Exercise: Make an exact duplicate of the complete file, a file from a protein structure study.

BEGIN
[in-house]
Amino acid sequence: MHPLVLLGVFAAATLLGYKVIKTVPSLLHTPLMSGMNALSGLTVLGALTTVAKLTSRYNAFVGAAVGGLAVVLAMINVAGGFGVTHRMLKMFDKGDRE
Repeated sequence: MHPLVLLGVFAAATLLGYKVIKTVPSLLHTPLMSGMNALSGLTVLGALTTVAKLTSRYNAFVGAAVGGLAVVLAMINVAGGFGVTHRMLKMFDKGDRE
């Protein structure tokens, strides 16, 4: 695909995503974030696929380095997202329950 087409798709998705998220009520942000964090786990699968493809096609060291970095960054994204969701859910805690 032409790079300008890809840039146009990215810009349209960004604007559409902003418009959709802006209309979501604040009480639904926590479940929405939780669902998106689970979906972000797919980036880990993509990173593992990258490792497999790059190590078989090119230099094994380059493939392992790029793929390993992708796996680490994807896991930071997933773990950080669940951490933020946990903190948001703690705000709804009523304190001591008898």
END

[in-house]
Amino acid sequence: MHPLVLLGVFAAATLLGYKVIKTVPSLLHTPLMSGMNALSGLTVLGALTTVAKLTSRYNAFVGAAVGGLAVVLAMINVAGGFGVTHRMLKMFDKGDRE
Repeated sequence: MHPLVLLGVFAAATLLGYKVIKTVPSLLHTPLMSGMNALSGLTVLGALTTVAKLTSRYNAFVGAAVGGLAVVLAMINVAGGFGVTHRMLKMFDKGDRE
């Protein structure tokens, strides 16, 4: 695909995503974030696929380095997202329950 087409798709998705998220009520942000964090786990699968493809096609060291970095960054994204969701859910805690 032409790079300008890809840039146009990215810009349209960004604007559409902003418009959709802006209309979501604040009480639904926590479940929405939780669902998106689970979906972000797919980036880990993509990173593992990258490792497999790059190590078989090119230099094994380059493939392992790029793929390993992708796996680490994807896991930071997933773990950080669940951490933020946990903190948001703690705000709804009523304190001591008898």